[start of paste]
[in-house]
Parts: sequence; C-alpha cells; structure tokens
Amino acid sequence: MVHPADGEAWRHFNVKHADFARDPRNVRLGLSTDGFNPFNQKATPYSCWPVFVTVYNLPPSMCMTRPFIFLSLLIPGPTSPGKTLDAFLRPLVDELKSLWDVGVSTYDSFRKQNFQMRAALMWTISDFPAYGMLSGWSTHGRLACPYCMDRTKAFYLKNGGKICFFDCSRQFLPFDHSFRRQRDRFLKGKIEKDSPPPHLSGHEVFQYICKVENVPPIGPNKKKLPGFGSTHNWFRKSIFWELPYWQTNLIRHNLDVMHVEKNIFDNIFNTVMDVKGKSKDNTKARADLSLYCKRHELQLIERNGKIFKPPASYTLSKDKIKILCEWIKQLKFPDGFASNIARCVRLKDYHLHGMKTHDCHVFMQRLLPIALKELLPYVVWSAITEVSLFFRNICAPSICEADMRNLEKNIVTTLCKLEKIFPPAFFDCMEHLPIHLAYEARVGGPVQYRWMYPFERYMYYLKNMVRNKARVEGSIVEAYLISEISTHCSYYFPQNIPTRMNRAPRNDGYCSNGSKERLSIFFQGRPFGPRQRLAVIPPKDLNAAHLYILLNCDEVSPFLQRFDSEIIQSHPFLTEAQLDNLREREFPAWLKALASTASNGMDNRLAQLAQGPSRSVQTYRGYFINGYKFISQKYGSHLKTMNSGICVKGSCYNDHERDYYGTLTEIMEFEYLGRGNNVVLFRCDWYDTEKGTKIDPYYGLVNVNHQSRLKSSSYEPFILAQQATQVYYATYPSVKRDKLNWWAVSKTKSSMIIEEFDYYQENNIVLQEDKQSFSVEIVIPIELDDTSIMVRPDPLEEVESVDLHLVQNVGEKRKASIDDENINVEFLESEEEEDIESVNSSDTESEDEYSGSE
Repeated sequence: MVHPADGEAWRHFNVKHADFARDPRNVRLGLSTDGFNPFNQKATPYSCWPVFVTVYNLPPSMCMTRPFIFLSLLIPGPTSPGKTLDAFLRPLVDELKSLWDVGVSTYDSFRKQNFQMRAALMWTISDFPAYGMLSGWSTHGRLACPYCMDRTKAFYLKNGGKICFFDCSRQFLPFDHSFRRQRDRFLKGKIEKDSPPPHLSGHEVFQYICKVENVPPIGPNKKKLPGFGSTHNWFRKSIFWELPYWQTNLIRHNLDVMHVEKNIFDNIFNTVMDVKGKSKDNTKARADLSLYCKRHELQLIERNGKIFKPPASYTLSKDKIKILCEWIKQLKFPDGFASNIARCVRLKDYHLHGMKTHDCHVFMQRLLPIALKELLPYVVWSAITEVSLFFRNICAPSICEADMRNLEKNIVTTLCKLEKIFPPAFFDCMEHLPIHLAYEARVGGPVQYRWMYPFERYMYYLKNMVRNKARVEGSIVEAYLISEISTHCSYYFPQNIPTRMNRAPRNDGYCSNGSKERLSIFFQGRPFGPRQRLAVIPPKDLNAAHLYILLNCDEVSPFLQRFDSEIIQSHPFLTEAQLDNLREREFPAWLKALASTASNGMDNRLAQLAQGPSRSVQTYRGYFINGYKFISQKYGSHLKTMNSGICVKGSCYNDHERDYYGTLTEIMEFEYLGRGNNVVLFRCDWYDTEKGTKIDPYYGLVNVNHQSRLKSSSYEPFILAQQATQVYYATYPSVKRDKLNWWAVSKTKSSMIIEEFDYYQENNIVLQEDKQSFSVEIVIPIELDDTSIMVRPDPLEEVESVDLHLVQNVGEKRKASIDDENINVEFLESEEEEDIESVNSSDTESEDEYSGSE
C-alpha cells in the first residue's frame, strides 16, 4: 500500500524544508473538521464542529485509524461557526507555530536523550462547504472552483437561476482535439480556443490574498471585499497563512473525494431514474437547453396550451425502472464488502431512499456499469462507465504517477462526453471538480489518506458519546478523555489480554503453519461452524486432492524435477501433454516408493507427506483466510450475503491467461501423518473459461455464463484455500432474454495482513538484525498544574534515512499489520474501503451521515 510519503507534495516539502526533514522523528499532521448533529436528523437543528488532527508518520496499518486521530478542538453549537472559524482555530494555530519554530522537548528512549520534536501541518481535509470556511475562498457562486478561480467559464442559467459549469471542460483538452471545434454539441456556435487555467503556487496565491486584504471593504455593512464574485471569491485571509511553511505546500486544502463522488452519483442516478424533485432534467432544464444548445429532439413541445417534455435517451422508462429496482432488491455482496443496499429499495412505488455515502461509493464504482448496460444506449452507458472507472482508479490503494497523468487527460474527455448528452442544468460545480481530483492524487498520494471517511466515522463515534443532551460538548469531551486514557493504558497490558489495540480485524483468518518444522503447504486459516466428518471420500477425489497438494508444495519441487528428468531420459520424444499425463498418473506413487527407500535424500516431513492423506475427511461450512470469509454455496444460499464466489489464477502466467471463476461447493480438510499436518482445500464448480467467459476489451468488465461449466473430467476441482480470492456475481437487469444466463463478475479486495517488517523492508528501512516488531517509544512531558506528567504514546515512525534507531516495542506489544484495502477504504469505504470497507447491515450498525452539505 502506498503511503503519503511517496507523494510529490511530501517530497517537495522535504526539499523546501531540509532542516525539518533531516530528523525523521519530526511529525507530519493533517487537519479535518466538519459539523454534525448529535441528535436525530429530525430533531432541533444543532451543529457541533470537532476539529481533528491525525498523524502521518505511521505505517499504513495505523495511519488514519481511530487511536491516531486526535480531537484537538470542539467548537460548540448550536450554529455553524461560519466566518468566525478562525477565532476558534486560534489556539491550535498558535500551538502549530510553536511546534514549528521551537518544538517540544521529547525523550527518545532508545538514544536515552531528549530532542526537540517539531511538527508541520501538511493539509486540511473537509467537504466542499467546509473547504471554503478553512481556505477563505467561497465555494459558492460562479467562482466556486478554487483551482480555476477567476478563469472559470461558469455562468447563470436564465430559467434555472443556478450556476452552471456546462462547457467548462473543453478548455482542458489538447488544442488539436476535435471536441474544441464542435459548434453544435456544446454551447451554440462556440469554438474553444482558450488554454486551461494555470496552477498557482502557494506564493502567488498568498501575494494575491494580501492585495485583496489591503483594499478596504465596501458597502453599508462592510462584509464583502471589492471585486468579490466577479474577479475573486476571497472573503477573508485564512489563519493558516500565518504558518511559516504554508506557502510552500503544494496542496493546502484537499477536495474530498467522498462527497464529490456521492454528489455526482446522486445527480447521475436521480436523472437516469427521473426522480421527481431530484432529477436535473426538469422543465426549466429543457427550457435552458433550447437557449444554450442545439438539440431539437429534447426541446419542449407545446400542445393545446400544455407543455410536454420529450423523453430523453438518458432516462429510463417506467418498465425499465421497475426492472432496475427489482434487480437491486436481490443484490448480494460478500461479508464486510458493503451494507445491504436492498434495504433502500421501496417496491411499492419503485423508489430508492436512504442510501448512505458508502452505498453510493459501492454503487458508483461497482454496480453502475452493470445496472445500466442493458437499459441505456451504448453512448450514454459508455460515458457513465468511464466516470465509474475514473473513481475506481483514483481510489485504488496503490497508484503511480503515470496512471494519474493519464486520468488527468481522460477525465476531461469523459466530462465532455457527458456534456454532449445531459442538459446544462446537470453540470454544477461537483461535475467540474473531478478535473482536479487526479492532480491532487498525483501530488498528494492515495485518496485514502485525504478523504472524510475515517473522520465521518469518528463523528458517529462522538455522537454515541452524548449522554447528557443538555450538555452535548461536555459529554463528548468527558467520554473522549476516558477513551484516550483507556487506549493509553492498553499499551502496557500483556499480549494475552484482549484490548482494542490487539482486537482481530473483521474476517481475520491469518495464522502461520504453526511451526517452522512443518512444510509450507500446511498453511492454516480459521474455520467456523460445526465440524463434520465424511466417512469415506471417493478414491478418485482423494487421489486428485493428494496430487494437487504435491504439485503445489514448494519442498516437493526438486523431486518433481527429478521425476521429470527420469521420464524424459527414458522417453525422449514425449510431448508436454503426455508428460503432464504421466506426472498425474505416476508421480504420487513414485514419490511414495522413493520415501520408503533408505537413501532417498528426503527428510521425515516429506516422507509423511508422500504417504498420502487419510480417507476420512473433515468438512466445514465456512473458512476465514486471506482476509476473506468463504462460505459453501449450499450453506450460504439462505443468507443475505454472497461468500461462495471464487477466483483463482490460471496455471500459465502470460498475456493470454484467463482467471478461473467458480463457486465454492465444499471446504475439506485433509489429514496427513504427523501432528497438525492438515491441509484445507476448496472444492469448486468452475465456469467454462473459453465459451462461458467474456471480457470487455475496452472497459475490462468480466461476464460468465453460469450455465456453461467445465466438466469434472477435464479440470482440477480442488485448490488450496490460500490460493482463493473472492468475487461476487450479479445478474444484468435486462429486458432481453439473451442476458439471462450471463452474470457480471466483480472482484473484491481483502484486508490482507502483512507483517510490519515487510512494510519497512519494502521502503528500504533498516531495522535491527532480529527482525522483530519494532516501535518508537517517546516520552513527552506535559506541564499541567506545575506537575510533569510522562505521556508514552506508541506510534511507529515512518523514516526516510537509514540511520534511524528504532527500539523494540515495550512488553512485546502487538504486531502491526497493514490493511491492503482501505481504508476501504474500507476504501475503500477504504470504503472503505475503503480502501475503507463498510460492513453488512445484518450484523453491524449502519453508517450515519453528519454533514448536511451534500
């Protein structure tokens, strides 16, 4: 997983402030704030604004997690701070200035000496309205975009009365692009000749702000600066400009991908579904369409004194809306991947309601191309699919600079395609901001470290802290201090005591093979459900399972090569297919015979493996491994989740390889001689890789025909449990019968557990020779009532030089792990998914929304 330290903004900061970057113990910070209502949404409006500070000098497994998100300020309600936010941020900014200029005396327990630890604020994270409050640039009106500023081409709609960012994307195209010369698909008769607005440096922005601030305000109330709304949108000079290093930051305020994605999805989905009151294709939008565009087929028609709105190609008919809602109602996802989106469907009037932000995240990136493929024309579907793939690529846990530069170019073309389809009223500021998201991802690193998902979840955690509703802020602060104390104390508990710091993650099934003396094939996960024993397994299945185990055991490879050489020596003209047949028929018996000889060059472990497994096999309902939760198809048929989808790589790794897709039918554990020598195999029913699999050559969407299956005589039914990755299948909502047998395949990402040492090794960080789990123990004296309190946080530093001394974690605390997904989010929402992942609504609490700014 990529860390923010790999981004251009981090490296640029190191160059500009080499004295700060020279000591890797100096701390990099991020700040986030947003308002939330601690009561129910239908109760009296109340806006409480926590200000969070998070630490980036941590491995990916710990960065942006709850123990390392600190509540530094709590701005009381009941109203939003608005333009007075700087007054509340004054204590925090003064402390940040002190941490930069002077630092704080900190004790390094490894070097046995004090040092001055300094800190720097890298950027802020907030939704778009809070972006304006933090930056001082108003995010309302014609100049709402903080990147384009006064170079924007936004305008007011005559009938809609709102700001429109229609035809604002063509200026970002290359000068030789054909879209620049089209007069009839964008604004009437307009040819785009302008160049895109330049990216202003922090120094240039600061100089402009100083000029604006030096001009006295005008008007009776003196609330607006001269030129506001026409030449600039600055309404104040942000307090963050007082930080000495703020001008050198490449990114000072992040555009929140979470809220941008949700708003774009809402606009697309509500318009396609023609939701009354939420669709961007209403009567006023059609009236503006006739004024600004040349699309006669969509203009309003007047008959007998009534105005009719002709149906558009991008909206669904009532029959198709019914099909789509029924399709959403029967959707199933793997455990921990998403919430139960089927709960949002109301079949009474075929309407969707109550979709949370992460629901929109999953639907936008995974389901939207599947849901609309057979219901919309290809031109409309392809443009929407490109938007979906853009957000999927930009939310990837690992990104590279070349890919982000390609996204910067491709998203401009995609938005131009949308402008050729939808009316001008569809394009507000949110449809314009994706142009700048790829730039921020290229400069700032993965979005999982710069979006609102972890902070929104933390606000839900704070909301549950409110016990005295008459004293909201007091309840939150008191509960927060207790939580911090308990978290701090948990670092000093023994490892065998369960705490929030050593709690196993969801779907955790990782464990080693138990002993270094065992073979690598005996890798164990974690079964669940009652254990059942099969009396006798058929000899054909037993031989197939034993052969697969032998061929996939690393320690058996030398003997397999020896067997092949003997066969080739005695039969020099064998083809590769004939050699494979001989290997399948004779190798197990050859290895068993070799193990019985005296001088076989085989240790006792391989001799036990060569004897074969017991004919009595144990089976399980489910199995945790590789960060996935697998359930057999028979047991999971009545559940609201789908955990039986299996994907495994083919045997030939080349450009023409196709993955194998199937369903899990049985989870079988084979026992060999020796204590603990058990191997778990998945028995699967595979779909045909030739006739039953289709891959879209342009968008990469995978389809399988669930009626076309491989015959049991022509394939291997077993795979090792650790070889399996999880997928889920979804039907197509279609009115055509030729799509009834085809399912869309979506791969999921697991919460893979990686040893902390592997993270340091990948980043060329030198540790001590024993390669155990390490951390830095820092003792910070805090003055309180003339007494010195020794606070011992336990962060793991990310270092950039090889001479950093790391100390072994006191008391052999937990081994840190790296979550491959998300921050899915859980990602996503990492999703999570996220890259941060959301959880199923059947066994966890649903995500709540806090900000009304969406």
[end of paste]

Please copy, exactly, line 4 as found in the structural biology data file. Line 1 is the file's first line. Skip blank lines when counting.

Repeated sequence: MVHPADGEAWRHFNVKHADFARDPRNVRLGLSTDGFNPFNQKATPYSCWPVFVTVYNLPPSMCMTRPFIFLSLLIPGPTSPGKTLDAFLRPLVDELKSLWDVGVSTYDSFRKQNFQMRAALMWTISDFPAYGMLSGWSTHGRLACPYCMDRTKAFYLKNGGKICFFDCSRQFLPFDHSFRRQRDRFLKGKIEKDSPPPHLSGHEVFQYICKVENVPPIGPNKKKLPGFGSTHNWFRKSIFWELPYWQTNLIRHNLDVMHVEKNIFDNIFNTVMDVKGKSKDNTKARADLSLYCKRHELQLIERNGKIFKPPASYTLSKDKIKILCEWIKQLKFPDGFASNIARCVRLKDYHLHGMKTHDCHVFMQRLLPIALKELLPYVVWSAITEVSLFFRNICAPSICEADMRNLEKNIVTTLCKLEKIFPPAFFDCMEHLPIHLAYEARVGGPVQYRWMYPFERYMYYLKNMVRNKARVEGSIVEAYLISEISTHCSYYFPQNIPTRMNRAPRNDGYCSNGSKERLSIFFQGRPFGPRQRLAVIPPKDLNAAHLYILLNCDEVSPFLQRFDSEIIQSHPFLTEAQLDNLREREFPAWLKALASTASNGMDNRLAQLAQGPSRSVQTYRGYFINGYKFISQKYGSHLKTMNSGICVKGSCYNDHERDYYGTLTEIMEFEYLGRGNNVVLFRCDWYDTEKGTKIDPYYGLVNVNHQSRLKSSSYEPFILAQQATQVYYATYPSVKRDKLNWWAVSKTKSSMIIEEFDYYQENNIVLQEDKQSFSVEIVIPIELDDTSIMVRPDPLEEVESVDLHLVQNVGEKRKASIDDENINVEFLESEEEEDIESVNSSDTESEDEYSGSE